Another reason to make a portfolio is that it signals to the world that you are 'a serious photographer that serious people should seriously take seriously' (and buy at a high price 'cos, you know, it's serious) . By putting your work in an archival clamshell box you are telling the world you are a serious artist. It's just a sleight of hand that we all sorta fall for. For whatever reason, taking a photograph and putting a mat on it not only makes it look better, but it makes it more legitimate. It's sort of like publishing in journals if you are an academic. It's just something that shows you belong to a specific crowd of special seers, etc. Very much worth the price, nudge nuge. Pro film/video types have 'reels'. still-folks have 'portfolios'.

If we look back at the old masters (say Steglitz for arguments sake), it isn't that often when we even think in terms of 'portfolio'. now maybe image abc was part of a portfolio back in the day and maybe it wasn't. Who cares? On the other hand, I really like the 'portfolio' approach--it tells a story, it makes me think about the work taken as a whole, etc, on the other, it's just a silly (and stuffy) convention. However, having said that, Robert Frank's The Americans is an example of a portfolio that stands the test of time as a unified whole. I don't think of Frank's work in terms of individual photographs. I think of the portfolio.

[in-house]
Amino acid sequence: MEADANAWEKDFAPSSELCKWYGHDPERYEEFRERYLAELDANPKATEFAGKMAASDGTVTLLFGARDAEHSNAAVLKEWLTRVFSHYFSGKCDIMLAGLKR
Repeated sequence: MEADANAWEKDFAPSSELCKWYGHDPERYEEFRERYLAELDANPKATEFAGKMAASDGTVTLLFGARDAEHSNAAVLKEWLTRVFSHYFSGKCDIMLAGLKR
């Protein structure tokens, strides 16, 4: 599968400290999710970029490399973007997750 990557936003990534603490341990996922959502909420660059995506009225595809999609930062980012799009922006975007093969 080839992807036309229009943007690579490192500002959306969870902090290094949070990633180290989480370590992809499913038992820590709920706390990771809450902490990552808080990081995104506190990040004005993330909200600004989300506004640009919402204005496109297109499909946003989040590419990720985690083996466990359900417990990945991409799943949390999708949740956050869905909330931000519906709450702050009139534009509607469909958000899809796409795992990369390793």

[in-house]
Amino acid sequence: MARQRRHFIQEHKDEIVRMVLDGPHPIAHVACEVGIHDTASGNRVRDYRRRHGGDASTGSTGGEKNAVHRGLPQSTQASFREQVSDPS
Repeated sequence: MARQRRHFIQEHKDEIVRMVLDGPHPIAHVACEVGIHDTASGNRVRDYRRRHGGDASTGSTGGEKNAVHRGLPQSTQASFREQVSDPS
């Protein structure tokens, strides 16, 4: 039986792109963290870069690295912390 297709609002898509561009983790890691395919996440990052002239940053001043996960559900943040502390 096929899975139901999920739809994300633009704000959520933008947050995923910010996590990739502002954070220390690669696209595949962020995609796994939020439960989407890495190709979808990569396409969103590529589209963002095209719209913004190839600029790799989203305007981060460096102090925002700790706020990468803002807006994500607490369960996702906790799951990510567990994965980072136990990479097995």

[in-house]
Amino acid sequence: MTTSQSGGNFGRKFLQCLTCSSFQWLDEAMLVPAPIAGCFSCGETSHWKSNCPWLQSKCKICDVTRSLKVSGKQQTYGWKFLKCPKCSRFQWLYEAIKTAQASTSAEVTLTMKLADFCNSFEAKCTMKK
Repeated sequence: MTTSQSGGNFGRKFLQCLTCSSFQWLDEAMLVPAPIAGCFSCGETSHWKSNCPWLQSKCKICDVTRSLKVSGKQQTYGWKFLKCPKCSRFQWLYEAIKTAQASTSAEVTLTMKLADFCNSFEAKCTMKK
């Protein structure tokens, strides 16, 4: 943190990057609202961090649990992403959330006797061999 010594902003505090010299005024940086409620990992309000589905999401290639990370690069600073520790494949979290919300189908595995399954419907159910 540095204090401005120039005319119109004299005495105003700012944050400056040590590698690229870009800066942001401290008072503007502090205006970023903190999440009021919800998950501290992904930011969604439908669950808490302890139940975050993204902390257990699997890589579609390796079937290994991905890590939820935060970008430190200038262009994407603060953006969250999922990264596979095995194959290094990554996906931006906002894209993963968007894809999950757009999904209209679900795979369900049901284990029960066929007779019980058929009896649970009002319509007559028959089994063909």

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+1 Great additional perspective on fine art portfolios... –  Jay Lance Photography Feb 4 '11 at 1:00
    
+1 Great answer. –  ysap Feb 4 '11 at 2:02

If your area of expertise is photojournalism, you need a portfolio too, but the requirements are a bit different. You'll want your best photographs, just like others have mentioned, however you'll 'submit' them in the form of what are called 'tearsheets.' This is literally when you tear your picture (and often the article) out and put it in a portfolio binder of some sort. The goal is a little different with a photojournalistic portfolio, you're looking for a job instead of trying to get hired for a contract, but the principle is similar.

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One would hope that the publisher would offer you tearsheets that haven't literally been torn from the publication. That's what I used to get -- pristine pages that were never bound, neatly trimmed. –  user2719 Feb 23 '11 at 9:41